Facebook LinkedIn Instagram Twitter
Shop
Search
Begin New Search
Proceed to Checkout

Search Results for All:
(Showing results 1 to 3 of 3)





OPEC's Incentives for Faster Output Growth

Dermot Gately

Year: 2004
Volume: Volume 25
Number: Number 2
DOI: 10.5547/ISSN0195-6574-EJ-Vol25-No2-4
View Abstract

Abstract:
This paper addresses the question of whether OPEC producers are likely to expand their oil output substantially over the next two decades more than doubling in the Gulf countries by 2020. Such projections, made by the International Energy Agency (IEA) and the U.S. Department of Energy (DOE), are not based on behavioral analysis of Gulf countries decisions, but are merely the residual demand for OPEC oil the difference between projected world oil demand and Non-OPEC supply, given some assumed price-path. I employ a simulation model to compare OPEC s payoffs from faster or slower output growth, under various parametric assumptions about the responsiveness of world oil demand and Non-OPEC supply to income and price changes. The payoffs to OPEC are relatively insensitive to faster output growth; aggressive output expansion yields slightly lower payoffs than just maintaining current market share. Analysis of intra-OPEC decisions between the Core countries and the others suggests a similar conclusion: these two groups are engaged in a constant-sum game. Thus, the significant increases in OPEC output projected by IEA and DOE are implausible.



What Oil Export Levels Should We Expect From OPEC?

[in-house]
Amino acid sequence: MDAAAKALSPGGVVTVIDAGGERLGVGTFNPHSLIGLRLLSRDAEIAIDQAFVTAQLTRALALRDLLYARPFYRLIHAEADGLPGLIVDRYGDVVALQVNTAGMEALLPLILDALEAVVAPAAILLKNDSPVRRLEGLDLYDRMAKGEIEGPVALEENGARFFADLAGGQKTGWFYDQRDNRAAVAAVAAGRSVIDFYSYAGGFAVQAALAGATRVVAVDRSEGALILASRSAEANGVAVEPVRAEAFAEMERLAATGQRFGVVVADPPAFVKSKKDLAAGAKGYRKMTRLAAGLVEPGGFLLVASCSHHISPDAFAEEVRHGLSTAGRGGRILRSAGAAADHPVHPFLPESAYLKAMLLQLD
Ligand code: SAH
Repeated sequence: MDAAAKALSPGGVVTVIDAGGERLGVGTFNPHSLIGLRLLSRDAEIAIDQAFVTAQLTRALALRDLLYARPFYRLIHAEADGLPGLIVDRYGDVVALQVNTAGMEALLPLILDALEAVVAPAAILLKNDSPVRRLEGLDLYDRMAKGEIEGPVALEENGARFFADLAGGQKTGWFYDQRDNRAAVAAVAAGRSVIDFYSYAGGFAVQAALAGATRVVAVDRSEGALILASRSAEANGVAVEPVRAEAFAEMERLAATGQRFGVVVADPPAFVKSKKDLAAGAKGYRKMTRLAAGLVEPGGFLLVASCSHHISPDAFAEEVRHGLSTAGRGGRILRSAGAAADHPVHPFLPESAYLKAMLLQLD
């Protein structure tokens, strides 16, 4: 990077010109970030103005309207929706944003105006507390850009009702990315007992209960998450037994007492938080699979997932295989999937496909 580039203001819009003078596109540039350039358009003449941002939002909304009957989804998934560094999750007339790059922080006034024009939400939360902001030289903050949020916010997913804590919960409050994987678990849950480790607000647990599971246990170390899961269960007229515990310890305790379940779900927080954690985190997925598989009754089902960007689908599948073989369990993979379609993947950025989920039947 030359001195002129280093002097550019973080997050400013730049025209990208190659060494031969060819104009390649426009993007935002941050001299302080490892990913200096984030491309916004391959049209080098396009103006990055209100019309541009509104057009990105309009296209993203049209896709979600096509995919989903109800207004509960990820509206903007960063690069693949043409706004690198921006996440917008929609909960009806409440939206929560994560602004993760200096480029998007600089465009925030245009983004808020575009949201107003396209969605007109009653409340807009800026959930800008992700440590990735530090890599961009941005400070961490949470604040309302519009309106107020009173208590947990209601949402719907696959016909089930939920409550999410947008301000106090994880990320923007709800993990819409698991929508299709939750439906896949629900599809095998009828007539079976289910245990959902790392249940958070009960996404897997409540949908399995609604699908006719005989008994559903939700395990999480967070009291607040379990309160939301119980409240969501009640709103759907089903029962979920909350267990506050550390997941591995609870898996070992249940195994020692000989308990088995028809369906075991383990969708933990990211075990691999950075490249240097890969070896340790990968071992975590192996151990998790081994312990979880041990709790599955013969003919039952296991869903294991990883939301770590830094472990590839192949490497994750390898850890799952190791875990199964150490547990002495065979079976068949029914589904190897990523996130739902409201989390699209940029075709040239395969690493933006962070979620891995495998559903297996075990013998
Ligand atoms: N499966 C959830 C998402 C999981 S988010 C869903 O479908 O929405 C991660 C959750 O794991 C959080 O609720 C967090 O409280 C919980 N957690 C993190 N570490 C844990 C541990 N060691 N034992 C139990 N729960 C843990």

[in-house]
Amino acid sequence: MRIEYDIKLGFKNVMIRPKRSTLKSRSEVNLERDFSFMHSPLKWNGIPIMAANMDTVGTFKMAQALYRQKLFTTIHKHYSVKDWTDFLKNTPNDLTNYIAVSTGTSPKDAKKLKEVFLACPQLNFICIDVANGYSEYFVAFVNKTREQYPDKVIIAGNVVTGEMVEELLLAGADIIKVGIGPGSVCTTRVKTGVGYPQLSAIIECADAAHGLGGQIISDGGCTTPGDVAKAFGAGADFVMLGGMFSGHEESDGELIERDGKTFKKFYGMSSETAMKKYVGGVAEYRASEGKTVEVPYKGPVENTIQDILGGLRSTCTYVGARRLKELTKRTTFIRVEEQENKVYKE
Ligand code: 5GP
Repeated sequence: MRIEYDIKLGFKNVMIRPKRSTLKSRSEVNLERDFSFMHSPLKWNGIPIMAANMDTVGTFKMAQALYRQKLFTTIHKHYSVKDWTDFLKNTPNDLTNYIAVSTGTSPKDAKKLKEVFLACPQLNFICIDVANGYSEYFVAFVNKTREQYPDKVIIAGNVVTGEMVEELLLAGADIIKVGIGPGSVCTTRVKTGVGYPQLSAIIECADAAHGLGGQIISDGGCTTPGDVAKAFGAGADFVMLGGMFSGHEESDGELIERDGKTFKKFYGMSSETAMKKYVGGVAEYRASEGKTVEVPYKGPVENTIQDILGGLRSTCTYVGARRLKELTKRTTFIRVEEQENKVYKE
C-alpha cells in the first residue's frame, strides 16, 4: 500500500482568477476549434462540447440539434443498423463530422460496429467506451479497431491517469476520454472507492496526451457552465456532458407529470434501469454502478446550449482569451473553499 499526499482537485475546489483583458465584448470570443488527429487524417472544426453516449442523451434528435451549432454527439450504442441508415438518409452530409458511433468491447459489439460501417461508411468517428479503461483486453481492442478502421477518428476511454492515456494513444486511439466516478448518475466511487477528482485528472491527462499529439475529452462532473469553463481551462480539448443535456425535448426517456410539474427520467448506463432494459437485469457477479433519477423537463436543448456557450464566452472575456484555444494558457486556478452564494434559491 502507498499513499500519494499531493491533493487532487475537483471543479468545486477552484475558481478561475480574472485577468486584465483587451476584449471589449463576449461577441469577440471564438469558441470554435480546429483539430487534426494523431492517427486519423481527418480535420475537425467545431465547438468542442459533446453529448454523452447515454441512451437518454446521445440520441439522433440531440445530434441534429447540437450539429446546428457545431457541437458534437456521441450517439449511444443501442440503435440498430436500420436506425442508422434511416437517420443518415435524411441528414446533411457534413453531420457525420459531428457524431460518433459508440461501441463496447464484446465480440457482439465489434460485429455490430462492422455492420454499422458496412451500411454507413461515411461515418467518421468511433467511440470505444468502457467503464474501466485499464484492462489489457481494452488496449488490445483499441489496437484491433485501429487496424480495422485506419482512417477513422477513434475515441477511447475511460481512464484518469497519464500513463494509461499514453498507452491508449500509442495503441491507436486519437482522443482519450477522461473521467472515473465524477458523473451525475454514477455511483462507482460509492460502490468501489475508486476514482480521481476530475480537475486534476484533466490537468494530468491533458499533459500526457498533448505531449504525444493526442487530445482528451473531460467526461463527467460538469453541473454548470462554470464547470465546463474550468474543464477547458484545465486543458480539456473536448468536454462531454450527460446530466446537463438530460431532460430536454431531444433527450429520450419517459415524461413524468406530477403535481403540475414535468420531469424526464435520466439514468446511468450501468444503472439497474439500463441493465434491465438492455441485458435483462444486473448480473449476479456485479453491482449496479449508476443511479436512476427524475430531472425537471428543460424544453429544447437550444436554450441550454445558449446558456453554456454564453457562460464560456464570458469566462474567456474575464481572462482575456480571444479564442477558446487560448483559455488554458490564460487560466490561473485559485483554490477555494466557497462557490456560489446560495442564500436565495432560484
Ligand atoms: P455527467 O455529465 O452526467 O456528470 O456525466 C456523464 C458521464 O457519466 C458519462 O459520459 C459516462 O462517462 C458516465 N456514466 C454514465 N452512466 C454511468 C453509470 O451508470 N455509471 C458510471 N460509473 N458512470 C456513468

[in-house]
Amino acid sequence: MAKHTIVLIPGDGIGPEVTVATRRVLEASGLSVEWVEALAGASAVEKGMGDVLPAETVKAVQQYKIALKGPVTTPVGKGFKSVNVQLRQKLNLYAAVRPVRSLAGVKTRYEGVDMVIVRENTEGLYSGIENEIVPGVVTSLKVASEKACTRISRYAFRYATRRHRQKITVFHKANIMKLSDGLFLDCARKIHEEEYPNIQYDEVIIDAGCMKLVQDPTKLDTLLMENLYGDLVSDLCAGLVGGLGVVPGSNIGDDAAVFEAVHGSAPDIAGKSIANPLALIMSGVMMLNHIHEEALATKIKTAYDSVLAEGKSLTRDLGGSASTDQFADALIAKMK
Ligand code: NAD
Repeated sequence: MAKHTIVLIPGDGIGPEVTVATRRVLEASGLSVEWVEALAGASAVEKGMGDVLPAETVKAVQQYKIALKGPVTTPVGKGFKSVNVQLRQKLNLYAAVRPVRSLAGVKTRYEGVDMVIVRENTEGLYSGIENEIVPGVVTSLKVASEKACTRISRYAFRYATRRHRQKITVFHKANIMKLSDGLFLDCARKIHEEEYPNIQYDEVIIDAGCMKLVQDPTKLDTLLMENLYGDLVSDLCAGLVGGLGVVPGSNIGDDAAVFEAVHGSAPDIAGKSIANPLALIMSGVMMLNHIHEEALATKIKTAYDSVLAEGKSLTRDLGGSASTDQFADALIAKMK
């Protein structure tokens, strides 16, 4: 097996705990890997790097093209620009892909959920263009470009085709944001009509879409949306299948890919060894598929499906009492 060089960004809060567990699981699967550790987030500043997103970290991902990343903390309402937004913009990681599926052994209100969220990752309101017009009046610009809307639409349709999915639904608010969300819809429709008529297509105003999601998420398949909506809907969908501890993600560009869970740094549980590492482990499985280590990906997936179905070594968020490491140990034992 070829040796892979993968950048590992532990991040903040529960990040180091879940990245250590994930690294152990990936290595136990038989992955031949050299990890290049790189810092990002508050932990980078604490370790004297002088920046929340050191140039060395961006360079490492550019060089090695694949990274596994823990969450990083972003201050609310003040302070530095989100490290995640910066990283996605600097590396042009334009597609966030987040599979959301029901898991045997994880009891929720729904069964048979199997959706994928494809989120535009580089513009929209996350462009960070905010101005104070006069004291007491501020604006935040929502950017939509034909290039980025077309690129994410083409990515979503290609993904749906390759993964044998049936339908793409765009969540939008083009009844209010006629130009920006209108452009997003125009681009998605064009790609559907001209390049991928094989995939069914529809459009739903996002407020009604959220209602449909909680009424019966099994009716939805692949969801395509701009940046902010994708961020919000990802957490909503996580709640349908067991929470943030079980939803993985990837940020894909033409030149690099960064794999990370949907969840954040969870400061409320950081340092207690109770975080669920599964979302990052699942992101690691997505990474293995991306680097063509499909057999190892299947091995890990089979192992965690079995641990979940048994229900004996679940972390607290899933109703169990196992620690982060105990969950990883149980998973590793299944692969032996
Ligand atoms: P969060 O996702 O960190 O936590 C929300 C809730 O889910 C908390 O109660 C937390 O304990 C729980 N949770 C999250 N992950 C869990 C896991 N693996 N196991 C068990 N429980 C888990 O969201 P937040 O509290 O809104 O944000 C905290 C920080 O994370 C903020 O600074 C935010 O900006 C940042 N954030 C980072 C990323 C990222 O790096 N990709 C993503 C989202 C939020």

Dermot Gately

Year: 2007
Volume: Volume 28
Number: Number 2
DOI: 10.5547/ISSN0195-6574-EJ-Vol28-No2-7
View Abstract

Abstract:
We analyze the levels of oil exports that should be expected from OPEC over the next 25 years. We search for a long-term, market-adaptive, robustly optimal strategy that best serves OPEC's interests, and conclude that OPEC export profits will be higher if OPEC expands its oil exports by enough to maintain OPEC exports share of non-OPEC demand. Yet the incentives for this export expansion are relatively small only a few percent in terms of discounted export profits and it requires that OPEC be farsighted, because the higher export profits from faster export growth wonot be significant within the next decade. Moreover, if OPEC does maintain its exports share of non-OPEC demand, the continued rapid growth of OPEC's own oil consumption will require that OPEC oil output will have to increase 60% by 2030, which will be a major challenge.





Begin New Search
Proceed to Checkout

 





function toggleAbstract(id) { alert(id); }